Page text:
As the cost of living rises, financial health becomes more essential. Websites offering free access to a consumer’s credit score have proliferated to meet demand. Similarly, many credit card companies provided free access to consumers’ credit scores, but only to those who had an account with the card issuer or bank in question.
Not only does the Discover Credit Scorecard give access to FICO score, but it also offers credit monitoring and Social Security number alerts. Fortunately, even those who do not have a Discover account can use this service to access their FICO credit scorecard for free.
About Discover Credit Scorecard
Discover was the first major credit card company to allow everyone – not just Discover cardholders -to check their FICO scores for free on its website in 2016.
Along with viewing FICO score and the factors from the credit report that influence consumer’s FICO score, the total accounts, the length of credit history in years, the number of hard inquiries in the last 12 months, the percentage of consumer’s credit limit, and the number of missed payments over the last seven years.
Discover Credit Scorecard also alerts a person to three types of new activity that can impact their credit score or signal potential fraud:
- Alerts for Social Security Numbers
- Alerts for New Accounts
- Alerts for New Credit Inquiries
The Significance of FICO score
A consumer receiving a FICO score is significant because FICO is the most commonly used credit-scoring formula by banks and other creditors.
Many competitors in the free credit-score market, such as Credit Karma and Credit Sesame, provide users with the Vantage Score credit score.
While the Vantage Score and user’s FICO score are unlikely to differ significantly (and some creditors do use the Vantage Score formula), the consumer’s FICO score is still what most people think of when they hear the term “credit score.”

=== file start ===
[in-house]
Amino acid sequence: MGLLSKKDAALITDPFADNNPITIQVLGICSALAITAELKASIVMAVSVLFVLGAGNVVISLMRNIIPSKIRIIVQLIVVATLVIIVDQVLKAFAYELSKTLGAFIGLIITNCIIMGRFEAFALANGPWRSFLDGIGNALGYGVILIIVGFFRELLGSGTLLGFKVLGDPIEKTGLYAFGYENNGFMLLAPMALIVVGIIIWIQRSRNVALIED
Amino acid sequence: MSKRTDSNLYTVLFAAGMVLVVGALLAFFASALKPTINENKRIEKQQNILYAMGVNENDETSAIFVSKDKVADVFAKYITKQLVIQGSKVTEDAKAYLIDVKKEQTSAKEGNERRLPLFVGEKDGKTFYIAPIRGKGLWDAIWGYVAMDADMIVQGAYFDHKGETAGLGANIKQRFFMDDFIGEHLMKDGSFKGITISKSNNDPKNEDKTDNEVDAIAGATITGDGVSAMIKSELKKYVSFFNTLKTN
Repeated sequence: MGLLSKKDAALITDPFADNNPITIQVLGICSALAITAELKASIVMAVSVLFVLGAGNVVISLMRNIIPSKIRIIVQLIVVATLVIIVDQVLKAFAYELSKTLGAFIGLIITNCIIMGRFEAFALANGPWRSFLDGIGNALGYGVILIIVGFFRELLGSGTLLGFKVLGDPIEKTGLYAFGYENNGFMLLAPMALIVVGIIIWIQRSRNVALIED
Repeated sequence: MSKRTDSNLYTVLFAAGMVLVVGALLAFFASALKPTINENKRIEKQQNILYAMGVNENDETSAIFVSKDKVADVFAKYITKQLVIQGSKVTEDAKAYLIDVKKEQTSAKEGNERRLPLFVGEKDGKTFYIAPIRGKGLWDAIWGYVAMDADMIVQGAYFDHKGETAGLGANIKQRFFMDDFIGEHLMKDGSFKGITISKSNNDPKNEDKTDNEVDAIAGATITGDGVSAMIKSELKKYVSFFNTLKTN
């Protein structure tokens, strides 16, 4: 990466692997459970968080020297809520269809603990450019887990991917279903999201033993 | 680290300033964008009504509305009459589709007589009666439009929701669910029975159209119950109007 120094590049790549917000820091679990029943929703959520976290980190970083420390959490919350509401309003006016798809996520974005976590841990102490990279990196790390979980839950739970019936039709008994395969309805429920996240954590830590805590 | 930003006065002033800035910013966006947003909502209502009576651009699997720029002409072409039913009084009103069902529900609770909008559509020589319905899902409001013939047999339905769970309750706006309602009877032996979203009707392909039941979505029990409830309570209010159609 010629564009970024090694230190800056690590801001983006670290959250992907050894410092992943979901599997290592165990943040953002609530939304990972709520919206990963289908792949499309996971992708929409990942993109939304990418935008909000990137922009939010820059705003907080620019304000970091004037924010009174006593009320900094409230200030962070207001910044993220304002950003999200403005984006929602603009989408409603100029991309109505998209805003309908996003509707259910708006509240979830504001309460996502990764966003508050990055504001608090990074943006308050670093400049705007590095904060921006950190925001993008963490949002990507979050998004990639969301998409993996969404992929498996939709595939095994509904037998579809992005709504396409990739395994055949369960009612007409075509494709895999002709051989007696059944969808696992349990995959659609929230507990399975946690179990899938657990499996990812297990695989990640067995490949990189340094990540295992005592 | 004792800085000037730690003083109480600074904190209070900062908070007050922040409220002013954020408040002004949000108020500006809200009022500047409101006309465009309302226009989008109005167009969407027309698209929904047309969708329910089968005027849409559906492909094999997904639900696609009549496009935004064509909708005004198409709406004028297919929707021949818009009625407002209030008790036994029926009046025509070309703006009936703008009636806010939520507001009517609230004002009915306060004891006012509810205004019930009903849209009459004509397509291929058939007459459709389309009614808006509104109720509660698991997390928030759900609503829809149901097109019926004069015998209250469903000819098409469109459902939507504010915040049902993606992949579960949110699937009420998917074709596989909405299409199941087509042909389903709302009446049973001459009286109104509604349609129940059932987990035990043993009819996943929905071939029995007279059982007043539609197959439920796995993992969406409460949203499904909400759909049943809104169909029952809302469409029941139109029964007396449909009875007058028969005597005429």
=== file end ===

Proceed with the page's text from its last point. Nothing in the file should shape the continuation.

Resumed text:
Credit Scoring Models: FICO and Vantage Score
Two of the most common credit-score models are Vantage Score and FICO Score. Their scores are used to help determine applicants’ eligibility for credit cards, loans, mortgages, and other situations that necessitate lending money. These scores, in the end, help to measure consumer risk in an easy-to-understand number.
Both models produce results ranging from 300 to 850. Vantage Score scores previously ranged from 501 to 990 (up until 2013). It was changed, however, to make it easier for consumers and lenders to compare models.
Both models have significant differences because they are built and maintained by separate organizations. Continue reading to learn about some of the key differences between Vantage Score and FICO Score.
Because Vantage Score and FICO are models developed by separate organizations, they have several significant differences. Here are some of the most significant differences between them:
Criteria of foundation
Since Vantage Score and FICO both use similar criteria to create a score, the exact criteria and how the scores are calculated differ slightly.
The consumer’s Vantage Score is calculated as follows:
- Payment history is extremely influential.